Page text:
Breedlove's Briefing: 3 Priceless Money Lessons for Women Entrepreneurs

December 17 - Stephanie Breedlove

Hi! I’m Stephanie Breedlove, Co-Founder of HomePay, Author and Angel Investor.

I absolutely adore taking an idea and giving it life in the form a business, then leading it to its full potential. Nothing is more fun. (Seriously!) I’d love for every woman who wants to start her own business to say the same thing, so here I am, mentoring millennial entrepreneurs. When I’m not working, I like to recharge and head outdoors to hike, bike, or stand up paddle board!

Is that list of business news and trending articles you’ve tagged still unread? I get it. Allow me to help. Take a couple minutes to read my summary of articles serving the most pertinent, actionable business topics. Or, take 10 minutes to read the full article, and put another brick on the foundation of your growing career.

This Week’s Must-Read:

3 Priceless Money Lessons for Women Entrepreneurs

Who it’s for:

Any woman sidestepping the issue of money. (It’s OK to admit that this is you.)

Why it’s important:

It may seem like a given that if you start a business, one of your top priorities will be to earn money. But many women entrepreneurs have a tendency to sidestep this priority. Don’t let money be an issue; make money one of your strengths!

Luckily, some fierce females are leading the pack when it comes to unabashedly seeking the power that comes with wealth. Here are three priceless lessons to learn about money:

  1. Don’t Prioritize Passion Over Pay: Prioritizing passion over pay is a mistake. Financial success is the key to autonomy. Author Jessica Knoll boldly declared in her fierce New York Times piece I Want to Be Rich and I’m Not Sorry:

    “Money is power. If anyone calls that obnoxious, I want to do what men do, and shrug.”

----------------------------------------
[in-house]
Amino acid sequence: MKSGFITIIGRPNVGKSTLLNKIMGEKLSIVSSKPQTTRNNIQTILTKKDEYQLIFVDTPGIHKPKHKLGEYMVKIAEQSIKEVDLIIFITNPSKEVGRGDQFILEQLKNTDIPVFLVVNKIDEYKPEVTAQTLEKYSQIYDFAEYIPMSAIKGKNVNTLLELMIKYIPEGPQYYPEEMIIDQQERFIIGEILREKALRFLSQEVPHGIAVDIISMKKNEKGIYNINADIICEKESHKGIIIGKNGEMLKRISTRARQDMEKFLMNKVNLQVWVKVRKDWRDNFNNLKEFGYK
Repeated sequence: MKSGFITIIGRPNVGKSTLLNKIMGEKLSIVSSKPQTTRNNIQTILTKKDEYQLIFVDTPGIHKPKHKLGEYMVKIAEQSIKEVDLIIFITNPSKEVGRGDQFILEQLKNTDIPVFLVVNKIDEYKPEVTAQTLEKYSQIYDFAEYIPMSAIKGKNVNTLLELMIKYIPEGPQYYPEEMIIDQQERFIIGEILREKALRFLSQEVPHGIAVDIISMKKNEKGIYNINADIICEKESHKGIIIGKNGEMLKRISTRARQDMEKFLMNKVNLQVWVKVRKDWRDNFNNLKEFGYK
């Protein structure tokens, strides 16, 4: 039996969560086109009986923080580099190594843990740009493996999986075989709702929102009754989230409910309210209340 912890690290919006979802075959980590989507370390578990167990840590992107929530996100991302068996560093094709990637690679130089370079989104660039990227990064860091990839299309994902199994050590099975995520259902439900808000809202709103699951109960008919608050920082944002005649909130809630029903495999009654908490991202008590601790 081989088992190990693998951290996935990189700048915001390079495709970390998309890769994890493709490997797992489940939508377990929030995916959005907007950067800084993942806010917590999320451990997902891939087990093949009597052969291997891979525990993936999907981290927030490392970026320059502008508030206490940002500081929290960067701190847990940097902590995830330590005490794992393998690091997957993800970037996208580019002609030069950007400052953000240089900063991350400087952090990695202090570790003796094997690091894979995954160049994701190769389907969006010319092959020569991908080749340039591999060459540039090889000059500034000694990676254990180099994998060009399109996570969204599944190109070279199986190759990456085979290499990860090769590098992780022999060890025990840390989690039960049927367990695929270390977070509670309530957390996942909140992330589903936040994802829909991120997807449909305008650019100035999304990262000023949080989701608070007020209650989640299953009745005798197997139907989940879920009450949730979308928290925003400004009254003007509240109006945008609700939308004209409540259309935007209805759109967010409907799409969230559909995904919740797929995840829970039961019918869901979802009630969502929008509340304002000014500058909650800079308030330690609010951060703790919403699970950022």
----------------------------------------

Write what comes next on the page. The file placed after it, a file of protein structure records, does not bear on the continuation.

Having money gives you the power to make choices: how to grow your business, when to hire more employees, when to be charitable. Not prioritizing passion over pay doesn’t mean quitting what you love; however, you must spend time planning how to monetize your business.

  2. Know Your Worth…and Make Sure Everyone Else Does, Too: Writer-producer of Grey’s Anatomy Shonda Rhimes says:

    “As a woman, you can’t approach anything from a point of view of ‘I don’t deserve’ or ‘I’m not going to ask for because I don’t want other people to get upset.’ And I know that when men go into negotiations, they ask for the world.”

    So how do you balance your self-worth with your very real need to pay rent and afford groceries? Protect yourself by being specific. For instance, specify that your fee includes three revisions so clients don’t expect 30. Require half of your fees up front and the other half upon project completion. By putting safeguards in place, you establish your worth – and no one can take that away from you.

  3. Use Your Money to Give Back, But Don’t Give It All Away: Sylvia Acevedo, CEO of the Girl Scouts, is determined to teach girls that making money helps “create your own opportunity.” This is a powerful lesson for grown-up girls, too, since women are more likely than men to use their earnings to help others.

    So, if you’re considering donating some business income to a charitable cause, remember that it’s also prudent to look out for your own financial needs. Focusing first on doing well for yourself will enable doing good on a larger scale.

Top Take-Away/Final Thought: Prioritize financial skill and strategy, and be unapologetic for pursuing wealth.

Need more of a dose of female financial power? Dive right in:

My Female-Led Company Raised $6.25 Million in 2.5 Years. Here’s How We Did It.

I Want to Be Rich and I’m Not Sorry.

3 Essential and Money Lessons for Women Entrepreneurs

Why Do Smart, Successful Women Keep Making These Financial Planning Mistakes?

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